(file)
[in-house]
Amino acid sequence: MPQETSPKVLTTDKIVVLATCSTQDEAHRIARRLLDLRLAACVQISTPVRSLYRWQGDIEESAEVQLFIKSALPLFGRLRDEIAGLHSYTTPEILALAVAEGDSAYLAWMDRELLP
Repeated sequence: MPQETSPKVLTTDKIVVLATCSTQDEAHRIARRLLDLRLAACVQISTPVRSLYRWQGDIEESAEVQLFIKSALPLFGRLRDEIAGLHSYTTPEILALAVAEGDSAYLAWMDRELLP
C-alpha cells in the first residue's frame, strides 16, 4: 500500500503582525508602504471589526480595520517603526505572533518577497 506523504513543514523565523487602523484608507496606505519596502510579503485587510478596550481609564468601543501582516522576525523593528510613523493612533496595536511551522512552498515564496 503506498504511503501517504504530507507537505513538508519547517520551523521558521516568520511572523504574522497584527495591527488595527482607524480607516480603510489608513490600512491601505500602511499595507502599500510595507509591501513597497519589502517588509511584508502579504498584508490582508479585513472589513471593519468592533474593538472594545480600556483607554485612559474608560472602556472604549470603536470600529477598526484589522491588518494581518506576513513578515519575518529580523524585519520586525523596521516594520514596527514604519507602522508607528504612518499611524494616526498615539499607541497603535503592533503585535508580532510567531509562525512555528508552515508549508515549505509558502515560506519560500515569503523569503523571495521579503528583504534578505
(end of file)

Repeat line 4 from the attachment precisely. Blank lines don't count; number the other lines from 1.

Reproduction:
C-alpha cells in the first residue's frame, strides 16, 4: 500500500503582525508602504471589526480595520517603526505572533518577497 506523504513543514523565523487602523484608507496606505519596502510579503485587510478596550481609564468601543501582516522576525523593528510613523493612533496595536511551522512552498515564496 503506498504511503501517504504530507507537505513538508519547517520551523521558521516568520511572523504574522497584527495591527488595527482607524480607516480603510489608513490600512491601505500602511499595507502599500510595507509591501513597497519589502517588509511584508502579504498584508490582508479585513472589513471593519468592533474593538472594545480600556483607554485612559474608560472602556472604549470603536470600529477598526484589522491588518494581518506576513513578515519575518529580523524585519520586525523596521516594520514596527514604519507602522508607528504612518499611524494616526498615539499607541497603535503592533503585535508580532510567531509562525512555528508552515508549508515549505509558502515560506519560500515569503523569503523571495521579503528583504534578505